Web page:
More than 70 years after the first Horseshoe casino emerged in downtown Las Vegas, the historic brand is returning to its hometown – this time at the center of the Strip.
Caesars Entertainment Inc. plans to transform Bally’s Las Vegas into a Horseshoe casino through a multimillion-dollar renovation project starting this spring. The rebranding will allow the World Series of Poker to reunite with the Horseshoe brand – its original home – after more than a dozen years at the Rio.
"The Horseshoe brand is the most legendary brand in gaming," Jason Gregorec, senior vice president and general manager of the property, told USA TODAY. "To be able to bring the Horseshoe brand to the Las Vegas Strip at the most iconic intersection of Las Vegas is a perfect fit."
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What's in store for the property?
Horseshoe casinos are known across the country, with properties in Maryland, Illinois, Louisiana, Iowa and Mississippi.
The brand, founded by Texas gambling icon and casino magnate Benny Binion and later run by his son, Jack Binion, is often associated with its customer service.
"(Jack Binion) created a casino for the gambler and the player, and that's what he was known for: the best odds, the highest limit, the biggest jackpots," said Gregorec, who began working with the property in 2020. "We embraced that through all of our Horseshoes throughout the country. To have that tied to Las Vegas will resonate well with our guests and players and new players who can experience that on the Las Vegas Strip."
Renovations on the 2,810-room property will begin this spring with the poker room, before branching out to the exterior, casino floor and other public areas.
Hotel rooms will not be included in the renovation project and will remain open for booking.
Guests can expect to find a new marquee, three new restaurants, three new "attractions and experiences" (Gregorec declined to go into detail on what those might look like) as well as a revamped atmosphere on the casino floor.
"When you look at the other Horseshoes, the design is sophistication and elegance, but approachable," he said.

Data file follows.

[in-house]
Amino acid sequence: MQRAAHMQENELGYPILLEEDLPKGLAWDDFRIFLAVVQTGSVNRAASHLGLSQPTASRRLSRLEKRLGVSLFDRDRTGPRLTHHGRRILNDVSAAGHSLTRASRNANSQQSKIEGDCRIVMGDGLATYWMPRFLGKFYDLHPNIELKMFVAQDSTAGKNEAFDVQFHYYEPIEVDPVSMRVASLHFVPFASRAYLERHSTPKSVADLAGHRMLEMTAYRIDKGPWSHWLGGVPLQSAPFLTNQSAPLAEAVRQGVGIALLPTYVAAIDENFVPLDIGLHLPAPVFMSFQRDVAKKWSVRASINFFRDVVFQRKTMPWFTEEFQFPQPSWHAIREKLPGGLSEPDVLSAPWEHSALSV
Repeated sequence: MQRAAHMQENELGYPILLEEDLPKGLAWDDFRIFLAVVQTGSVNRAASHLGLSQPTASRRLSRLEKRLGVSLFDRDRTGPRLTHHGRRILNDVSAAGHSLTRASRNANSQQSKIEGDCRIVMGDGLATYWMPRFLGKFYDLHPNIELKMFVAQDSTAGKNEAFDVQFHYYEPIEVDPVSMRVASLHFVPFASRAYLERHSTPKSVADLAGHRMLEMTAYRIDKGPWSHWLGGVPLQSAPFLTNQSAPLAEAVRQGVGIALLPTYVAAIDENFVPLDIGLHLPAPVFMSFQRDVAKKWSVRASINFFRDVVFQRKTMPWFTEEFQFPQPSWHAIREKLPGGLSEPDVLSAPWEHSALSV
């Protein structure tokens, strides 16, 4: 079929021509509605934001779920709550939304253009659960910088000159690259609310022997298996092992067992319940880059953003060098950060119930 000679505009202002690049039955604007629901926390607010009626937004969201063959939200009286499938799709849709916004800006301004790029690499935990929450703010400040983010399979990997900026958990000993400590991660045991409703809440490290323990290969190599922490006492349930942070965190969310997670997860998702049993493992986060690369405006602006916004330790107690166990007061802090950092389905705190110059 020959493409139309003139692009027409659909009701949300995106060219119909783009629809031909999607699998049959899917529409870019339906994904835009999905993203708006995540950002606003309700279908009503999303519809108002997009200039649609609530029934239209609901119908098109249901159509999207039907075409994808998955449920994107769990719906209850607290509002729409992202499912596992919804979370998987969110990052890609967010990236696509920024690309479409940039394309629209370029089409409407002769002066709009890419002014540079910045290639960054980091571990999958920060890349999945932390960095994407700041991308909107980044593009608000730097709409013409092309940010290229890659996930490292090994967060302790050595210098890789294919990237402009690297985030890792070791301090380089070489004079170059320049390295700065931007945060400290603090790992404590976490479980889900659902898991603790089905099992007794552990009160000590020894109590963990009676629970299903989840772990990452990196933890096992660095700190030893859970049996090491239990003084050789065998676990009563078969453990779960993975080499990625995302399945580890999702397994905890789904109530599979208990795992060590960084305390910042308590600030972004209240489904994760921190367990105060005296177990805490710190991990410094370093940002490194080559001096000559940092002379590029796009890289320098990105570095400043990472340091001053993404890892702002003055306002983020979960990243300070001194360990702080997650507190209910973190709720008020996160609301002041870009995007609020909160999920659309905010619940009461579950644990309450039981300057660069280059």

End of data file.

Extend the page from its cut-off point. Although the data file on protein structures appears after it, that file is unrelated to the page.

Caesars plans to have the project wrapped up by the end of this year, although Gregorec said supply chain issues could affect the timeline.
World Series of Poker returns to Horseshoe
This won't be the first name change for the nearly 50-year-old property, which opened as the original MGM Grand Hotel and Casino in 1973 before becoming Bally's in the mid-1980s.
The second transformation comes shortly after Caesars Entertainment began distancing itself from the Bally's name, selling the brand to a company formerly known as Twin River Worldwide Holdings in 2020.
Gregorec said one of the most exciting components to the casino's rebranding is the World Series of Poker's reunion with Horseshoe. The original Horseshoe casino – what is now Binion's Gambling Hall & Hotel – hosted the first World Series of Poker in 1970.
After dozens of years in downtown Las Vegas and 17 years at the off-Strip Rio, the tournament is set to be held at the Horseshoe and Paris Las Vegas from May 31 to July 19.
"I think it's going to be very exciting for the players of World Series poker to be actually on the Las Vegas Strip," Gregorec said. "I think it'll elevate the prestige of the tournament."
Caesars plans to expand the property's poker room and brand it as a World Series of Poker room before the tournament’s opening.
"The original Horseshoe put poker on the map," Gregorec said. "It's important for us to reestablish that on the Las Vegas Strip. … When you go in there, you will definitely feel the World Series of Poker in images, upgraded experiences, tables and chairs."
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Gregorec noted that the property's renovations are just one of many changes Caesars is making to its center-Strip assets.
Next year, visitors will be able to find a new Blake Shelton-tied entertainment venue, Ole Red, in front of the Horseshoe property at the Grand Bazaar Shops.
The casino operator also plans to refresh the entrance to Caesars Palace and will soon be adding three new restaurants to Paris Las Vegas: The Bedford by Martha Stewart this spring; a new Nobu restaurant and lounge in "early 2022"; and Vanderpump à Paris this winter.
"A lot of people refer to (the corner of Las Vegas Boulevard and Flamingo Road) as the 50-yard line," Gregorec said. "So it's important that we put something that's iconic and legendary to Las Vegas there. … As we continue to look at further opportunities and developments, we'll continue to build on that."
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Follow USA TODAY reporter Bailey Schulz on Twitter: @bailey_schulz.
This article originally appeared on USA TODAY: Bally's to undergo renovations, become Horseshoe Las Vegas casino